Alison Moyet, Gig Review. Philharmonic Hall, Liverpool.

Liverpool Sound and Vision Rating * * * * *

To make the audience focus completely on the drama unfolding before them takes consummate skill, a deftness of spirit, the potency of allure and the mystery, the sense of living through a moment so tangible that it seems all the functions of the human body stop what they are doing and just sit in the honour of the spectacle; to focus so much that you cannot hear a crowd breathe during a song and then applaud like a series of rolling thunderstorms across an empty desert, that is the absolute found.

Alison Moyet is one of those particular vocalists to whom all must be put down and forgotten whilst you are in her presence, the call of the stage, of songs written in teenage frustration, of comfortable intensity and memories in which we must all share eventually; it is not so much a Nobody’s Diary but the story of a woman who sings the Blues, Pop and theatrical arrangements with ease and who, it has to be noted, still retains that glorious sparkle in her eyes and to whom the captured red and white lights around the stage gave an earnest Berlin cabaret-style that was welcome and craved for.

To think back to the 1980s when Alison Moyet burst onto the scene as part of Yazoo is to understand why longevity has been perhaps eroded in many aspects of life, the styles may change but the determination to sing, to install a sense of passion in an audience has never wavered and when it is done in front of a Liverpool audience it is done with the knowledge that the respect won is there for almost as long as forever lasts.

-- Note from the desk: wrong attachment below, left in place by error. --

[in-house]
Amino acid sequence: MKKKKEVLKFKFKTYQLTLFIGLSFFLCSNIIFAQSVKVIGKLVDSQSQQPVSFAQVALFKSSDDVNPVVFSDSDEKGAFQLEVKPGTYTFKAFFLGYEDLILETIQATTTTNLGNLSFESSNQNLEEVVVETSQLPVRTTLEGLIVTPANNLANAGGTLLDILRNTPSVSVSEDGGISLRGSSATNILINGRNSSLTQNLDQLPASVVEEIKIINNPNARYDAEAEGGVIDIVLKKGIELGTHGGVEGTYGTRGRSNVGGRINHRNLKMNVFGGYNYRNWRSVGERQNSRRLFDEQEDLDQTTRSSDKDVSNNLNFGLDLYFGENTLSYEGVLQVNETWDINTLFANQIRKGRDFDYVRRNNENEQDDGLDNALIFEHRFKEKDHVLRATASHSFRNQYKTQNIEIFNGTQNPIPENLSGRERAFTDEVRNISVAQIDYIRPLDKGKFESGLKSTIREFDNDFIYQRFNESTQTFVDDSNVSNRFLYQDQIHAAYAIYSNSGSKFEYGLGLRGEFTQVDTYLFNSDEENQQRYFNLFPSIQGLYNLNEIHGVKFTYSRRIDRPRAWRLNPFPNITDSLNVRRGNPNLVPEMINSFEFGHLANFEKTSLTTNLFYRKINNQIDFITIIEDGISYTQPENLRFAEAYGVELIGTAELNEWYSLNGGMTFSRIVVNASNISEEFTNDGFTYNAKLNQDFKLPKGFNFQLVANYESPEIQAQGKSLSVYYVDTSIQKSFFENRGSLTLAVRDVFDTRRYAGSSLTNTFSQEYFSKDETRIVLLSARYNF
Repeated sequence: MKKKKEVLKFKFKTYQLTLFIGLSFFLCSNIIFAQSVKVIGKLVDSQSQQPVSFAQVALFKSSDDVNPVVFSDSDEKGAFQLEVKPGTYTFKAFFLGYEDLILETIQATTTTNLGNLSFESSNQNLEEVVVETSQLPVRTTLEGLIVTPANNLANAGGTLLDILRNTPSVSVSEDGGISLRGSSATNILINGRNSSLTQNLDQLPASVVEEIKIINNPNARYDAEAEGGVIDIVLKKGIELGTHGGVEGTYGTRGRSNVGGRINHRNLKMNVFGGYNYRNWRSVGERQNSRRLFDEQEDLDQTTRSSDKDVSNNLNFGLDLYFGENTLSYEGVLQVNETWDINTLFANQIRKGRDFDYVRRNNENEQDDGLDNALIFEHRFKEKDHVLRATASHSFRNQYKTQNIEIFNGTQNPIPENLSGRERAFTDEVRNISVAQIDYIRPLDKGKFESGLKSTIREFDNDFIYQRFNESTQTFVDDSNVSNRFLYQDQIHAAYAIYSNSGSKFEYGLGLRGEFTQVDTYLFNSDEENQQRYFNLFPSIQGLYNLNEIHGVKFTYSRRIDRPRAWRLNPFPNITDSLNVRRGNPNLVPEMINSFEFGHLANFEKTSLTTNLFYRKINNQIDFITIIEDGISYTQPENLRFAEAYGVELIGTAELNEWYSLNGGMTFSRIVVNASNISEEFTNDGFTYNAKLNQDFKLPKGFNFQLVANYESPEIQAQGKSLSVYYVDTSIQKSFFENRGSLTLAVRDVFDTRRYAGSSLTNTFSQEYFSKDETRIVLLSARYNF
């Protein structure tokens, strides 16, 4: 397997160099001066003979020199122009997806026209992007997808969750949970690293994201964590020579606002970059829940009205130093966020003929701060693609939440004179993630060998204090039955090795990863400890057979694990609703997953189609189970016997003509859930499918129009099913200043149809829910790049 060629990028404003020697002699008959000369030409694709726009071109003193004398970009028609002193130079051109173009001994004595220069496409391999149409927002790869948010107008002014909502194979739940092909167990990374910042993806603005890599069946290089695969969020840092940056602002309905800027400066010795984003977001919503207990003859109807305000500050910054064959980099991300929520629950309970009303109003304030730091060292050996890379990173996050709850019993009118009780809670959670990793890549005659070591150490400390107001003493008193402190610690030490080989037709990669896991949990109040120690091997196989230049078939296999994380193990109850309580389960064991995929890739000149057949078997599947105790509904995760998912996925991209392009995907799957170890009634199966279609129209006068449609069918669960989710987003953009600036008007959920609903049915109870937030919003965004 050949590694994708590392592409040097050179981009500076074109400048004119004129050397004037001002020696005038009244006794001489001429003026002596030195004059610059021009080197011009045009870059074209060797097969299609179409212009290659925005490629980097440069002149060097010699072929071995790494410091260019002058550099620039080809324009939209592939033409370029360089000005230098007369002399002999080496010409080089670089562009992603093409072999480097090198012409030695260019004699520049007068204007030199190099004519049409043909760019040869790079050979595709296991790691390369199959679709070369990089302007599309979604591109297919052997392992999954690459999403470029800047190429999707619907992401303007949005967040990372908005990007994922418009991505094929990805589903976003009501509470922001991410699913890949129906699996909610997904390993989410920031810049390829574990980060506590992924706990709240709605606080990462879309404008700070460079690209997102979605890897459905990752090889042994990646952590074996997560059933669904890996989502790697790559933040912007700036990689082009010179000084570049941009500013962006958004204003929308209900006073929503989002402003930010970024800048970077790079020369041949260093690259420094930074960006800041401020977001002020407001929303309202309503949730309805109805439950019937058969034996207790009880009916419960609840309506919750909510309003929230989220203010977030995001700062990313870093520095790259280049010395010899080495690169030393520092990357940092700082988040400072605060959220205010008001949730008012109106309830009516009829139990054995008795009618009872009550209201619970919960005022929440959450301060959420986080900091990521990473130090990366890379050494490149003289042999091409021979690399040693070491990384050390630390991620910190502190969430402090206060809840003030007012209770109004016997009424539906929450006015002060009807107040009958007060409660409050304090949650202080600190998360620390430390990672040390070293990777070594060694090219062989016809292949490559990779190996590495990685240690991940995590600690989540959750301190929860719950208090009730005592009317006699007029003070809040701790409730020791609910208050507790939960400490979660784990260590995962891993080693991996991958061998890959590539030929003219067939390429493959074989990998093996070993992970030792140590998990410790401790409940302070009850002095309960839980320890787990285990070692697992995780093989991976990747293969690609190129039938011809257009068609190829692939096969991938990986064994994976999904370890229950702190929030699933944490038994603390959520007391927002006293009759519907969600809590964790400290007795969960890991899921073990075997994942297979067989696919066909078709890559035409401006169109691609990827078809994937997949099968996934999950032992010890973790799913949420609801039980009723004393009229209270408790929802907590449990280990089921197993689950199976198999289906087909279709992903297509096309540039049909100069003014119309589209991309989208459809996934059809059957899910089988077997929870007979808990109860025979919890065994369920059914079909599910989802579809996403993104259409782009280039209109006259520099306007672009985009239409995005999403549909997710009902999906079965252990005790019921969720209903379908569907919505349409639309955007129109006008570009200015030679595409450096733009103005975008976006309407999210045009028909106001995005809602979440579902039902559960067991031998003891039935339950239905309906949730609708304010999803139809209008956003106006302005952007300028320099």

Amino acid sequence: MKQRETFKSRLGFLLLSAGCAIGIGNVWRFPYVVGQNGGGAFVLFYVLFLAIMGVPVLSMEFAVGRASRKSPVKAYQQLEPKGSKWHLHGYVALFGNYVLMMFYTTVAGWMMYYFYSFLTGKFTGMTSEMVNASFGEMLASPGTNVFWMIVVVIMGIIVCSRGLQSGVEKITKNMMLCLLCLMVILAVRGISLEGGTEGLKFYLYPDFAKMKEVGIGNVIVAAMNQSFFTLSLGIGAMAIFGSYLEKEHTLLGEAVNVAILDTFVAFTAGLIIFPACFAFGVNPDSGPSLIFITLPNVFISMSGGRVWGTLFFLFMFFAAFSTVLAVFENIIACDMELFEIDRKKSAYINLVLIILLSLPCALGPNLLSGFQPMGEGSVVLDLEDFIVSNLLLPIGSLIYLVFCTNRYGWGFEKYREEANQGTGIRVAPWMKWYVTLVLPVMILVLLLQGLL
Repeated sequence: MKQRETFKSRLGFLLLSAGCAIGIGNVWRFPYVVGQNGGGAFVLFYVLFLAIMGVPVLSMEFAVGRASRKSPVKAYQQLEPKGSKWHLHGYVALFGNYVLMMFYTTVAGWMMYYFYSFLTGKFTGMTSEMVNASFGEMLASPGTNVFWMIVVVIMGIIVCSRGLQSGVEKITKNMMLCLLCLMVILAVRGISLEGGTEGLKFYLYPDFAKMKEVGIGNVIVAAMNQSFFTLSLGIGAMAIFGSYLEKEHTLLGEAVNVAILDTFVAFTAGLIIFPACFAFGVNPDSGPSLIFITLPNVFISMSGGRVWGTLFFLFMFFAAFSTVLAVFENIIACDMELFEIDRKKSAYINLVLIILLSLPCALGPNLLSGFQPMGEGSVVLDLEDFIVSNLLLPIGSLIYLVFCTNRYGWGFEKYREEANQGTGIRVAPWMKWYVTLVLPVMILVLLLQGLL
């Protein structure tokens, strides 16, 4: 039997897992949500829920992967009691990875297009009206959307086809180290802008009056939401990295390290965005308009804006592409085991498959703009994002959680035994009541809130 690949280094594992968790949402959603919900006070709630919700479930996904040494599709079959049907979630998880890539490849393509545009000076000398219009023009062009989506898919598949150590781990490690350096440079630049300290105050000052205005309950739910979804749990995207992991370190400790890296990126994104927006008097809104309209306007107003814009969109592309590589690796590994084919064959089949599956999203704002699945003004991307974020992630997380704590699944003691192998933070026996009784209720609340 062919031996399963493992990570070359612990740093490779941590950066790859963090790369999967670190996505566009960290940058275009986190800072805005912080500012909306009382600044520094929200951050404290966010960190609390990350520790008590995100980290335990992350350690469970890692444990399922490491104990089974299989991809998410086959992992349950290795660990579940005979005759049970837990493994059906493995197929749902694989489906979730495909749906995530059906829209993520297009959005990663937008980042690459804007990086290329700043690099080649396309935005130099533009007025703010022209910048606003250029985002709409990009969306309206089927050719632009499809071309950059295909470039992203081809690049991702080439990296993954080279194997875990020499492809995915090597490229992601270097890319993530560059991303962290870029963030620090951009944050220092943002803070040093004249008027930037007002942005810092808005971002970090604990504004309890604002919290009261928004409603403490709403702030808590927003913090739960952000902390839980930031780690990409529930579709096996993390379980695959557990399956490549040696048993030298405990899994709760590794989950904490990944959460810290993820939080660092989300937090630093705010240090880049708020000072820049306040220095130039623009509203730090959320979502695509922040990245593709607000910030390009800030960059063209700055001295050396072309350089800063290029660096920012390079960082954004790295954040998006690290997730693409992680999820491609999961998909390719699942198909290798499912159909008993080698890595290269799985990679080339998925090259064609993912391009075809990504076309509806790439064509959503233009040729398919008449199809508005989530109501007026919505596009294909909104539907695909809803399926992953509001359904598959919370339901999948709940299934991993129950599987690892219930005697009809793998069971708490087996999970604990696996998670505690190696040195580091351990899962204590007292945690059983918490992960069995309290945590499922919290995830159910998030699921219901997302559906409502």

Longevity, the endurance of the 80s pop stars to still come back to the stage and perform as well, and in many cases better, than they did in the manic days of their first appearance is riveting, in Alison Moyet it is utterly beguiling. As she took the audience through songs such as When I Was Your Girl, Beautiful Gun, Only You, The English U, All Cried Out, a stunning rendition of The Man in the Wings, a charming dedication to community and acceptance in The Rarest Birds, Situation and Love Resurrection, the music swayed, tantalised like a cobra in a basket but one whose coils were wrapped in the beat of a heart of love, until the crowd inside the Philharmonic Hall were hypnotised by the sound of the low and the exquisite.

A fantastic night out for fans of any genre to enjoy, Alison Moyet was not only on top form on a Liverpool night, she was magnificent.

Ian D. Hall